A few years back, I was contemplating writing a coming-of-age book set in the '80s. It was to concentrate mostly on hip-hop, but, for background, I picked up the great Rip It Up and Start Again: Postpunk 1978-1984 by Simon Reynolds. Because I liked their names, I first checked out The Slits. God, I love these women. I totally got into Post-Punk (Devo, Gang of Four, ESG, A Certain Ratio, Pere Ubu, James Chance, Young Marble Giants, the list goes on and on). Soon thereafter, I got into the White Stripes, Coheed and Cambria, and a whole bunch of other rock. After some 20 years, I like rock, and it all starts with the Slits.


The Cyborgs Are Coming

All right, those of you who have read my first novel, Sunshine Patriots, know that it's a science-fiction anti-war novel. I'd written it way back in '98, but it didn't come out until '04. So, a lot of things that I thought would never be relevant suddenly became relevant with the invasion of Iraq. It was almost a 30-year US policy to not conduct a war of occupation, so I thought it was safe to write about a war of occupation. Silly me. And that book tour was highly uncomfortable. How do you sit in ultra-conservative bookstores in Bombingham, Alabama, while Americans are being beheaded on the evening news and talk about how your book's against the war?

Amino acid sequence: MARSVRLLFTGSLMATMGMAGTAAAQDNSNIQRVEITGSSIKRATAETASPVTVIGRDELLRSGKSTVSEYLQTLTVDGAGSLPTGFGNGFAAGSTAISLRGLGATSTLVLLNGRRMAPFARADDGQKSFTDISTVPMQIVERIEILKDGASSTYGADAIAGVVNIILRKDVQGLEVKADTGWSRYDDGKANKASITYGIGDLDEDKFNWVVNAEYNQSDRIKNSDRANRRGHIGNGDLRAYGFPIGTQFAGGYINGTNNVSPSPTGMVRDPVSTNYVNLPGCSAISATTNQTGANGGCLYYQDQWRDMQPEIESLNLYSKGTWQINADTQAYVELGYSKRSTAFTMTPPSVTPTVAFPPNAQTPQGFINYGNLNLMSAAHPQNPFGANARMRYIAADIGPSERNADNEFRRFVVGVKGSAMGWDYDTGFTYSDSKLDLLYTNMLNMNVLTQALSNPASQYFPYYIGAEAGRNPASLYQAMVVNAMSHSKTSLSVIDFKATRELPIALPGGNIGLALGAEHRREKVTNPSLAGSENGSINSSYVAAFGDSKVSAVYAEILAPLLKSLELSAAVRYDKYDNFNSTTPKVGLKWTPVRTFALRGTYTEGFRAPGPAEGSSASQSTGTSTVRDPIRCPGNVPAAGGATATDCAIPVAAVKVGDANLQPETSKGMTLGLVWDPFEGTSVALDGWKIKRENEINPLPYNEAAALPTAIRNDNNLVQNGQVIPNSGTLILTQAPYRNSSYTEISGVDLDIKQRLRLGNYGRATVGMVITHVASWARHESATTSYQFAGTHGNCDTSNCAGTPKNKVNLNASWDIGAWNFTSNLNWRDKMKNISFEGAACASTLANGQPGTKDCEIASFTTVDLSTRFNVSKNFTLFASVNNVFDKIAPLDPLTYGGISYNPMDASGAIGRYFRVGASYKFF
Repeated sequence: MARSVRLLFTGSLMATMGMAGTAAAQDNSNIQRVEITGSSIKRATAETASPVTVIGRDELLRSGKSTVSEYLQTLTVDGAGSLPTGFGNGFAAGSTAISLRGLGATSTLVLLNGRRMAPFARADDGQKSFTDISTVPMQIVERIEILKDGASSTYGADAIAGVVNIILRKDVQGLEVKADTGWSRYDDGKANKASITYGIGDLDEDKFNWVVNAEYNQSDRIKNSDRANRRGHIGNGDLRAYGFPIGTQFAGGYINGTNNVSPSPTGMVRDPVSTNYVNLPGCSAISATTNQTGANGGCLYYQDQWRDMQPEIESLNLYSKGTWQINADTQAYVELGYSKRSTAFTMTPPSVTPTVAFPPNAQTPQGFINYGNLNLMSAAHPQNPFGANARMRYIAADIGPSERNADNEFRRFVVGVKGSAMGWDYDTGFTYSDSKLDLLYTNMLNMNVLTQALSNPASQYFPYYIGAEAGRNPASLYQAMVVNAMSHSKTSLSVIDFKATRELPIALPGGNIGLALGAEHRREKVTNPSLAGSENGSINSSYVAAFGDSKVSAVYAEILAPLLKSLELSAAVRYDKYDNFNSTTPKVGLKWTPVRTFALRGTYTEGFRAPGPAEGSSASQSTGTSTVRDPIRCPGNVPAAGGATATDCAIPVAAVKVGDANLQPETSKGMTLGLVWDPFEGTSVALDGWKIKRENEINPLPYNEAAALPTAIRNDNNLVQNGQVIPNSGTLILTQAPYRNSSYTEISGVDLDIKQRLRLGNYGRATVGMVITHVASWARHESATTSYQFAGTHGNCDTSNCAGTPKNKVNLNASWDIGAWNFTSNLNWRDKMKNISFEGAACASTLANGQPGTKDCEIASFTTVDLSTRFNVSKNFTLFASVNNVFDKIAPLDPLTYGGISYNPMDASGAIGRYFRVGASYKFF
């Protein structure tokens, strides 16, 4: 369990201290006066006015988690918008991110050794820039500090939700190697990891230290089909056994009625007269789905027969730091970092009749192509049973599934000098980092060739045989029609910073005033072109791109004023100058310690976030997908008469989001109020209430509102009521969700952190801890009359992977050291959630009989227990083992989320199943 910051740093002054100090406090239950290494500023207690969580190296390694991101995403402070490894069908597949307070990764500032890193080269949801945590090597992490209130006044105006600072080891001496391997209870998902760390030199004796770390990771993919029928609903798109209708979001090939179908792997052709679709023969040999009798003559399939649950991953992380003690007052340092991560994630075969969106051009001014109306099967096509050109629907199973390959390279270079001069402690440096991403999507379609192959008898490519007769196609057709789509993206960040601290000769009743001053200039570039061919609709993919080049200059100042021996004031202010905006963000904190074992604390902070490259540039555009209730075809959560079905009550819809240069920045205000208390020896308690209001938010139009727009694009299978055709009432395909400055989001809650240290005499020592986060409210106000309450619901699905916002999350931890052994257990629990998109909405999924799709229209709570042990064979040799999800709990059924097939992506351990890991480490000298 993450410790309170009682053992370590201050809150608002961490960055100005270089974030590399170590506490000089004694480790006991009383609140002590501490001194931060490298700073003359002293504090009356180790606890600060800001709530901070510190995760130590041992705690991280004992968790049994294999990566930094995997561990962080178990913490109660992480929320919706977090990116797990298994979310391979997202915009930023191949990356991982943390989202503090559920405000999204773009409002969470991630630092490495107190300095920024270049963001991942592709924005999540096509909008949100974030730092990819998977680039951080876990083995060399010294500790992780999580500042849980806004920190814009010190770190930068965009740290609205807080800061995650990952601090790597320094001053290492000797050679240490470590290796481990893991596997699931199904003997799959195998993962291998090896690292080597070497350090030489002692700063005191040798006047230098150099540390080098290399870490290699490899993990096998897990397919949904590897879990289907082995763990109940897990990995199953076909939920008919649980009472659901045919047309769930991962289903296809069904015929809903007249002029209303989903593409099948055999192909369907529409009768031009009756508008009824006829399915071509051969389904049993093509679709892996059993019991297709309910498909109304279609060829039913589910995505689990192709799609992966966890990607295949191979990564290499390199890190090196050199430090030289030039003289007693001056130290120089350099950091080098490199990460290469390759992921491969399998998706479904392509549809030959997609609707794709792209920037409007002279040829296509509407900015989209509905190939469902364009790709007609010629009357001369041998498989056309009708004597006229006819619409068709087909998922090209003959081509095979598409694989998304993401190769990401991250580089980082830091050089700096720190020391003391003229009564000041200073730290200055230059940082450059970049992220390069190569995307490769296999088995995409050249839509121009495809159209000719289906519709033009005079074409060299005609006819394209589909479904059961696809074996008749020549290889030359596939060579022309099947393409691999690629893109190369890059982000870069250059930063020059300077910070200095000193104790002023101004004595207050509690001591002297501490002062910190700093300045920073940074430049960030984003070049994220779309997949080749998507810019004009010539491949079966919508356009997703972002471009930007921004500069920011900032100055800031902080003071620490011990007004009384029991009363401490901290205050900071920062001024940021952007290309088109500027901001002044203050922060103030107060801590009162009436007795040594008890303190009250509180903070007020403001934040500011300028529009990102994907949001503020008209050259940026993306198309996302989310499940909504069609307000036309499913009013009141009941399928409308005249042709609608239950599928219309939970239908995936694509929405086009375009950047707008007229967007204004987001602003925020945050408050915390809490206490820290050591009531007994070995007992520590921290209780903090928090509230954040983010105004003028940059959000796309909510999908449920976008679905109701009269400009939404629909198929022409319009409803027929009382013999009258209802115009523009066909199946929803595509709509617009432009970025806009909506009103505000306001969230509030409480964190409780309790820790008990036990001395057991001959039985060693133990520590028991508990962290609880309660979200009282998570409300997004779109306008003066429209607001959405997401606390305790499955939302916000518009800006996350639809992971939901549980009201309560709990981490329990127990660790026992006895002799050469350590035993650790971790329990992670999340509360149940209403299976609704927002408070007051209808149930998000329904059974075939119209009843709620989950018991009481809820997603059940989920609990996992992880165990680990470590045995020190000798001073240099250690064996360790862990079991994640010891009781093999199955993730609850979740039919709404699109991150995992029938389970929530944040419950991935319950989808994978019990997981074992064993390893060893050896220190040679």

The novel's cyborg soldiers, who are constantly blown to bits, stitched back together with mechanized parts, and thrown right back on the battlefield, are also becoming more and more relevant by the minute. I originally set SP in the 2200s, but it looks like I should've set it in the 2020s.

First, amputee soldiers started returning to active duty back in '07.

And now, through targeted muscle reinnervation (TMR), scientists are able to move nerves to alternate muscles in the bodies, allowing amputees to think in order to command their prosthetic limbs. (Read more.)

A friend of mine, almost 10 years ago, said that we are living science fiction today. I think he had something there. I'd originally set Sunshine Patriots in the farflung, exotic future of the 2200s. While a lot of the novel seemed to play out over the past couple years, it's looking like the cyborg will be here in the 2020s--if not sooner.